May is cancer awareness month!

posted on May 01, 2015 by Dr. Jamie Hartman

Cancer is a disease that touches many of our lives.  Unfortunately, our four legged furry friends are not immune to it either.  According to www.petcancerawareness.org, about 1 in 4 dogs will develop cancer in it’s lifetime, and being the number 1 natural cause of death in older pets, about 50% of dogs over the age of 10 will die of cancer.

Just like in humans, early detection is key.  Symptoms of cancer can vary widely, as cancer can affect almost any system or area of the body.  Things such as vomiting, diarrhea, straining to defecate, weight loss, swelling or weight gain, non-healing sores, pale gums, limping, weakness, lethargy, lumps or bumps, bleeding, or coughing could all indicate a tumor.  It should be noted that many of these signs are very non specific however and may indicate many other illness or issues as well.

For this reason, we recommend yearly to semi-annual examinations in all pets, regardless of whether they are “due for shots”.  A yearly to twice yearly exam allows us to look in your pet’s mouth, feel the skin and subcutaneous layers for masses, check lymph node size, weigh your pet, perform a rectal examination, and palpate the abdomen for internal changes.

We also recommend yearly to semi-annual bloodwork.  Lab tests can help look for anemia, can see changes in white blood cell counts which could indicate lymphoma or leukemia, look for changes in liver or kidney enzymes, checks electrolytes, blood sugar, and blood proteins.  While there is not a test that looks specifically for cancer, these tests can alert us to changes occurring in the body which serve as early indicators that something else is going on.

If we find lumps or bumps or masses, we may recommend a fine needle aspirate or biopsy to collect a sample to test so we know what it is.  If internal changes are found, x-rays and/or ultrasound may be recommended.

If we do diagnose your pet with cancer, surgery to remove it is often the first treatment.  Catching it early means it’s small, and less likely to have spread, both of which increase the chance of success.  Sometimes follow up such as chemotherapy or radiation is recommended as well.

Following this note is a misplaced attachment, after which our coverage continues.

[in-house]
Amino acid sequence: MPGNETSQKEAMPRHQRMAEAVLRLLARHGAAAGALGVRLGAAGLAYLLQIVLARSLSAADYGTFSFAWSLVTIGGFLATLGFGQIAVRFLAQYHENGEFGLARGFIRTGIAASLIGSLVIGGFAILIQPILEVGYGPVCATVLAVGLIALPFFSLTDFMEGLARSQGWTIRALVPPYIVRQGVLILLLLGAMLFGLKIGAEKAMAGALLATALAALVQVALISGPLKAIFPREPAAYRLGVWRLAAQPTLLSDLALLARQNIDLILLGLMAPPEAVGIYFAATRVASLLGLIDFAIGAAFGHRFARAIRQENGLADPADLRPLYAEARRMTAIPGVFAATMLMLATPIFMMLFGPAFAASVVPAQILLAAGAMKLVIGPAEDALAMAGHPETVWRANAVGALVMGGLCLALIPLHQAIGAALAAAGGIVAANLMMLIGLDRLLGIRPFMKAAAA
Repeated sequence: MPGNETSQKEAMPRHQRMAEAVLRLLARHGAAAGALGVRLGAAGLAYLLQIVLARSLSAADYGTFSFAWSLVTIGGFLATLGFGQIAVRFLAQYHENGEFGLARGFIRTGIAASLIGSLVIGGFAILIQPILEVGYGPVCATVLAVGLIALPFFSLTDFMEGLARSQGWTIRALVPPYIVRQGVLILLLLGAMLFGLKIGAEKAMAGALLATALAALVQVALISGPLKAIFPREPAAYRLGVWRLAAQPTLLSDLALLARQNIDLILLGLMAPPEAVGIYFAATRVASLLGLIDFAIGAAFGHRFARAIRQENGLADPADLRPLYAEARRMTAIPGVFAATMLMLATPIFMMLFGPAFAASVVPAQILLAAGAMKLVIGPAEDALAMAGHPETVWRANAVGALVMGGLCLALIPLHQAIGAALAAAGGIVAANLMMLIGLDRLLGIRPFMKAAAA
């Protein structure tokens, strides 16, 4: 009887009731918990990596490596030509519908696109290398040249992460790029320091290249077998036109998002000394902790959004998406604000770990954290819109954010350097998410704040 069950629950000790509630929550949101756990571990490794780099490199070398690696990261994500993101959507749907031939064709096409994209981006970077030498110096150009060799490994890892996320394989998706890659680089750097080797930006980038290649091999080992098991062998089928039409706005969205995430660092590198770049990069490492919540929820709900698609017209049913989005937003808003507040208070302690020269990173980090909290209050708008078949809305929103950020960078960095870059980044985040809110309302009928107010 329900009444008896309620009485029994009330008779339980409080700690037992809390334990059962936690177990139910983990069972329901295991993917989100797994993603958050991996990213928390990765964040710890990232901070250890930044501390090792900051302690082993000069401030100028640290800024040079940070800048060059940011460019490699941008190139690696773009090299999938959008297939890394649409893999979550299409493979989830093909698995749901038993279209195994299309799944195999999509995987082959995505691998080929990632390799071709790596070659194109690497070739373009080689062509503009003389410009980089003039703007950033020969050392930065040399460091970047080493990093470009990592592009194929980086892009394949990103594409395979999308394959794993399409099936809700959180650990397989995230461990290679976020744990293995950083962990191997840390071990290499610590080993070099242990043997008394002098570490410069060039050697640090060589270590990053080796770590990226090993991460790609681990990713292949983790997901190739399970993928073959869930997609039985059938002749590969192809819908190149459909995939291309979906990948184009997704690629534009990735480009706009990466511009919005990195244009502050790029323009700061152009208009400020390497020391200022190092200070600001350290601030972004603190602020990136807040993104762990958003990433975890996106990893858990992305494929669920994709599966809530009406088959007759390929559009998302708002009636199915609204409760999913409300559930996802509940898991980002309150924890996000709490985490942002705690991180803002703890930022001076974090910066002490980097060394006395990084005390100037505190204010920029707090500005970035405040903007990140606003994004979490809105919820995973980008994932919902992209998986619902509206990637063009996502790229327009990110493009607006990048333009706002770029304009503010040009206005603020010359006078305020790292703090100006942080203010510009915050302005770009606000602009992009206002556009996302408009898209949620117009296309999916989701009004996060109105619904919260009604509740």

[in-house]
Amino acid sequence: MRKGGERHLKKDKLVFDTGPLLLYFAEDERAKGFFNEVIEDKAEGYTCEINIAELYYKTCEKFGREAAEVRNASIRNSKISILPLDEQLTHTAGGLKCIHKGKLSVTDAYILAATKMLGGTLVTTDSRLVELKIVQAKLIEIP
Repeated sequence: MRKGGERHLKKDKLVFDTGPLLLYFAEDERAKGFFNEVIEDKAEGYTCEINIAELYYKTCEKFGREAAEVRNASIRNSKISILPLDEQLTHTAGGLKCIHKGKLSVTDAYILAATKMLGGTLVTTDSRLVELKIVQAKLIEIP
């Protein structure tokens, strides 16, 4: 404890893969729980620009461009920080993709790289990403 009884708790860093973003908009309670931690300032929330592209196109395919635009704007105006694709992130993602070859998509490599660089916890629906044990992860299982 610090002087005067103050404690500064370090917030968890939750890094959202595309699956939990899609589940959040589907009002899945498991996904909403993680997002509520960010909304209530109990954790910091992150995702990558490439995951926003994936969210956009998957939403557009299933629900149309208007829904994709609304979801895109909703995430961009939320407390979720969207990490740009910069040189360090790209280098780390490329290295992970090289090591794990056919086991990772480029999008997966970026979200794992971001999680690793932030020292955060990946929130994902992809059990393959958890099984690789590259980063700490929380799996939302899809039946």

Since cancer is so prevalent in our pets, it is imperative that we find and diagnose it early to offer your pet the best chance at a cure or good quality of life.  If you notice any of the changes above, or your pet develops a new lump or bump, it is always a good idea to have a doctor examine them.  Please give us a call today!

Another New Year, Another Year Older

posted on January 02, 2013 by Dr. Jamie Hartman

As January rolls in, we find ourselves and our pets becoming another year older.  Did you know that your pet ages more rapidly than we do, and can be affected by some of the same age related diseases?  Dogs over 50 pounds are considered seniors after the age of 5, and dogs under 50 pounds and cats are considered seniors after the age of 7.  Since they age quicker, we recommend yearly to twice a year blood work and examinations to help us detect health issues early.

petagegraph

There are a number of tests we may recommend based on your pet’s age, symptoms, and health status.  These include a variety of blood tests such as a complete blood count, chemistry panel, and thyroid tests, a urine test, or other tests as necessary.

A complete blood count, or CBC, is a blood test that looks at the number, size, shape, and color of the red blood cells, white blood cells, platelets or clotting cells, and the amount of protein in the blood.  This test can help alert us to problems such as anemia, infections, clotting disorders, dehydration, blood parasites, or even cancer.

A chemistry profile is another blood test.  It looks at liver and kidney values to help alert us to problems such as liver disease, kidney disease, diabetes, other metabolic diseases, and even cancer.  We may recommend a chemistry profile before starting your pet on medications, as many medications used to treat the diseases seen in older animals are processed by the liver and/or kidneys.  We need to monitor the values to make sure your pet can safely handle the medications before and during the treatment.

Thyroid tests look at the amount of thyroid hormone circulating in the blood.  Older dogs are prone to low thyroid hormone, which can lead to skin and hair problems and weight gain.  Older cats are prone to high thyroid hormone, which leads to signs such as vomiting and weight loss with an increased appetite.

A urinalysis is a test run on the urine looking for signs of infections, stones or crystals, or early signs of kidney disease.  It can also show signs of diabetes and liver disease.

These tests are important to help us monitor for signs of the many diseases that can affect older pets.  With careful monitoring we can help catch these problems early, which can help us mitigate the signs and give your pet a longer, healthier life.